Mack’s debut historical thriller centers on the O’Hare family in Ireland in the mid-19th century and Irishman Jack Danaher, who’s made his home in America in the 1980s.
Sean O’Hare and his wife and children, like others in their homeland, are dying from starvation and disease. Sean’s son, Paddy, decides whether joining the rebellion against the ruling English will help his country’s people. Later, Jack himself lives through much of “the Troubles” and endures Bloody Sunday, where his sister May is one of the protestors killed by British soldiers. The rebellion grows increasingly violent as the years pass. The Irish Republican Army buys arms in the U.S., and both sides, English and Irish, commit outright murder. The O’Hare plot is the more engrossing of the two storylines, centering on Sean’s family as they’re faced with a failing potato crop and harsh winters. It’s an ardent story that shows the family’s personal trials against the backdrop of a country in upheaval. The other half of the novel introduces numerous characters involved in the fight against England, including IRA members, but is a little less focused. Jack is just one of many men in the novel who may be killing loyalists. But he shares so much of the stage with other characters—including cousin Sean Curran and powerful, godfather-esque Jimmy O’Hare—that he isn’t a bona fide protagonist. He even reconnects with lost love Joanie, but the reunion is too short and pales compared with Paddy’s traditional romance—Paddy first asks permission from the father of his love interest before courting her. Still, there are unforgettable scenes, particularly Sean Curran and others in an Irish prison; deeming themselves political prisoners, they stage a hunger strike. The uncompromising ending, too, is both open and rather unnerving.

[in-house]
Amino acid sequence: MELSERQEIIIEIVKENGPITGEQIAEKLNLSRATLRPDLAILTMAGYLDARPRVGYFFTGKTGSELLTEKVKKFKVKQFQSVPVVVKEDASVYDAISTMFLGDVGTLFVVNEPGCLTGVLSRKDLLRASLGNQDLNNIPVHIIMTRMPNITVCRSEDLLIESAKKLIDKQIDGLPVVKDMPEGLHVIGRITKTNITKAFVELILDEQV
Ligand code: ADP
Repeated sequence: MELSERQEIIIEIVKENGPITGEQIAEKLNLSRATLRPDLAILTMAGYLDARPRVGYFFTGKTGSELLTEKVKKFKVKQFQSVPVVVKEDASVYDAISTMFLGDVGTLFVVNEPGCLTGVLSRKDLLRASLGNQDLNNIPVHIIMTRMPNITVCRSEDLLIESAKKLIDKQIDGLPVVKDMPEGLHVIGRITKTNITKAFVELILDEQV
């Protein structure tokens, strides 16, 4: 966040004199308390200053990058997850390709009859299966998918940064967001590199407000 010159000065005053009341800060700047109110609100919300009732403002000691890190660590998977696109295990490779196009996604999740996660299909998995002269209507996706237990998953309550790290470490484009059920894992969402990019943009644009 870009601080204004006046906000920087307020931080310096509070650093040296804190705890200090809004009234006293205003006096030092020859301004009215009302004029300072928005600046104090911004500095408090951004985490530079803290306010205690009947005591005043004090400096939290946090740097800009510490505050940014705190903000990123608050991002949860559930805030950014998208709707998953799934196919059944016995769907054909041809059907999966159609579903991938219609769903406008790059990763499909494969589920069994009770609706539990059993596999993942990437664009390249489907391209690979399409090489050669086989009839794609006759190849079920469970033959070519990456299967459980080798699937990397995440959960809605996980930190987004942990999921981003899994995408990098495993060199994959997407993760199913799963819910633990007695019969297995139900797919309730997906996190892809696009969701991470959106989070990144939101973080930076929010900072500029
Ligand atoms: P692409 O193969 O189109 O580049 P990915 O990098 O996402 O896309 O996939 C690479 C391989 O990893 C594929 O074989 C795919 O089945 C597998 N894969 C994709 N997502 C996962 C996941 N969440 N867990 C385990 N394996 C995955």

Ireland’s history is well incorporated, but it’s the characters’ firsthand accounts that resonate the loudest.